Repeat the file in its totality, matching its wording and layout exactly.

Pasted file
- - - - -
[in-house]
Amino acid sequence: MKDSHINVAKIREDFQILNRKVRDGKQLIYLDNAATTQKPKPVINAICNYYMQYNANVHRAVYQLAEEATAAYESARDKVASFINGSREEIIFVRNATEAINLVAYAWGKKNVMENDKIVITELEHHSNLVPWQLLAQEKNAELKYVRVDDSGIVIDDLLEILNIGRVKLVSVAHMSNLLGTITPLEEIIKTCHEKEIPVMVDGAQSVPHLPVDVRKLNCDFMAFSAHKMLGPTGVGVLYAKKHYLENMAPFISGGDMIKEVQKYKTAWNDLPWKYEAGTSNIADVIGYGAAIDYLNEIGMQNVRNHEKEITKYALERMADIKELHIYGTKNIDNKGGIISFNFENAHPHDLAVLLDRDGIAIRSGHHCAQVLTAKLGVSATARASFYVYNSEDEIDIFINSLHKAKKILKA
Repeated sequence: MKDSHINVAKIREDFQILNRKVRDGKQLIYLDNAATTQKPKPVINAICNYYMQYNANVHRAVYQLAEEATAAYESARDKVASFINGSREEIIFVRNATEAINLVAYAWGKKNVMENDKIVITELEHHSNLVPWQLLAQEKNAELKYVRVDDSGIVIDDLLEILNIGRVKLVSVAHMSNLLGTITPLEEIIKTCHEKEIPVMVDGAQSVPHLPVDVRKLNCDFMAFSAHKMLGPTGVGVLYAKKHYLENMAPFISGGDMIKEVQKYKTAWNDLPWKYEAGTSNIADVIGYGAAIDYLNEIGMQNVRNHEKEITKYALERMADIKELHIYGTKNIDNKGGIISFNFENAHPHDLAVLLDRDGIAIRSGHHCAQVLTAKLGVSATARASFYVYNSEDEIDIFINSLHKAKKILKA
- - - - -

[in-house]
Amino acid sequence: MKDSHINVAKIREDFQILNRKVRDGKQLIYLDNAATTQKPKPVINAICNYYMQYNANVHRAVYQLAEEATAAYESARDKVASFINGSREEIIFVRNATEAINLVAYAWGKKNVMENDKIVITELEHHSNLVPWQLLAQEKNAELKYVRVDDSGIVIDDLLEILNIGRVKLVSVAHMSNLLGTITPLEEIIKTCHEKEIPVMVDGAQSVPHLPVDVRKLNCDFMAFSAHKMLGPTGVGVLYAKKHYLENMAPFISGGDMIKEVQKYKTAWNDLPWKYEAGTSNIADVIGYGAAIDYLNEIGMQNVRNHEKEITKYALERMADIKELHIYGTKNIDNKGGIISFNFENAHPHDLAVLLDRDGIAIRSGHHCAQVLTAKLGVSATARASFYVYNSEDEIDIFINSLHKAKKILKA
Repeated sequence: MKDSHINVAKIREDFQILNRKVRDGKQLIYLDNAATTQKPKPVINAICNYYMQYNANVHRAVYQLAEEATAAYESARDKVASFINGSREEIIFVRNATEAINLVAYAWGKKNVMENDKIVITELEHHSNLVPWQLLAQEKNAELKYVRVDDSGIVIDDLLEILNIGRVKLVSVAHMSNLLGTITPLEEIIKTCHEKEIPVMVDGAQSVPHLPVDVRKLNCDFMAFSAHKMLGPTGVGVLYAKKHYLENMAPFISGGDMIKEVQKYKTAWNDLPWKYEAGTSNIADVIGYGAAIDYLNEIGMQNVRNHEKEITKYALERMADIKELHIYGTKNIDNKGGIISFNFENAHPHDLAVLLDRDGIAIRSGHHCAQVLTAKLGVSATARASFYVYNSEDEIDIFINSLHKAKKILKA